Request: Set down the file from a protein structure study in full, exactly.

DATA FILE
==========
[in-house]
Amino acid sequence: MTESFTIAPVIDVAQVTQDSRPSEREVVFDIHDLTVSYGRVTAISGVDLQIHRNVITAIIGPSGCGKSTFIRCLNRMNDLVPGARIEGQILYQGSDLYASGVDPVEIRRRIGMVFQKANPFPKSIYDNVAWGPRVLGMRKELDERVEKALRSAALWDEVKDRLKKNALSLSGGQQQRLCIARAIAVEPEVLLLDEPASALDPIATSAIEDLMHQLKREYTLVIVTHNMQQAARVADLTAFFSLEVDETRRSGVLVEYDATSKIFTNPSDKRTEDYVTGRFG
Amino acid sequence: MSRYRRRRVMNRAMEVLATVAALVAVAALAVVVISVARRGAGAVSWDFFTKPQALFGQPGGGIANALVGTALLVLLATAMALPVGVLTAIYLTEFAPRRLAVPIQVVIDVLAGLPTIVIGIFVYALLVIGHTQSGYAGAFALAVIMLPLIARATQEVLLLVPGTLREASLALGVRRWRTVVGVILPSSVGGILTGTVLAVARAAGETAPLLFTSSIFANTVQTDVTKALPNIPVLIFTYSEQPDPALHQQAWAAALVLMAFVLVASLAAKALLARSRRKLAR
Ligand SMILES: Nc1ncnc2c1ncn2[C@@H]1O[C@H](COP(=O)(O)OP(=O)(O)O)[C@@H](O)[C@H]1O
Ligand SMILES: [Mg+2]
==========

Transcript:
[in-house]
Amino acid sequence: MTESFTIAPVIDVAQVTQDSRPSEREVVFDIHDLTVSYGRVTAISGVDLQIHRNVITAIIGPSGCGKSTFIRCLNRMNDLVPGARIEGQILYQGSDLYASGVDPVEIRRRIGMVFQKANPFPKSIYDNVAWGPRVLGMRKELDERVEKALRSAALWDEVKDRLKKNALSLSGGQQQRLCIARAIAVEPEVLLLDEPASALDPIATSAIEDLMHQLKREYTLVIVTHNMQQAARVADLTAFFSLEVDETRRSGVLVEYDATSKIFTNPSDKRTEDYVTGRFG
Amino acid sequence: MSRYRRRRVMNRAMEVLATVAALVAVAALAVVVISVARRGAGAVSWDFFTKPQALFGQPGGGIANALVGTALLVLLATAMALPVGVLTAIYLTEFAPRRLAVPIQVVIDVLAGLPTIVIGIFVYALLVIGHTQSGYAGAFALAVIMLPLIARATQEVLLLVPGTLREASLALGVRRWRTVVGVILPSSVGGILTGTVLAVARAAGETAPLLFTSSIFANTVQTDVTKALPNIPVLIFTYSEQPDPALHQQAWAAALVLMAFVLVASLAAKALLARSRRKLAR
Ligand SMILES: Nc1ncnc2c1ncn2[C@@H]1O[C@H](COP(=O)(O)OP(=O)(O)O)[C@@H](O)[C@H]1O
Ligand SMILES: [Mg+2]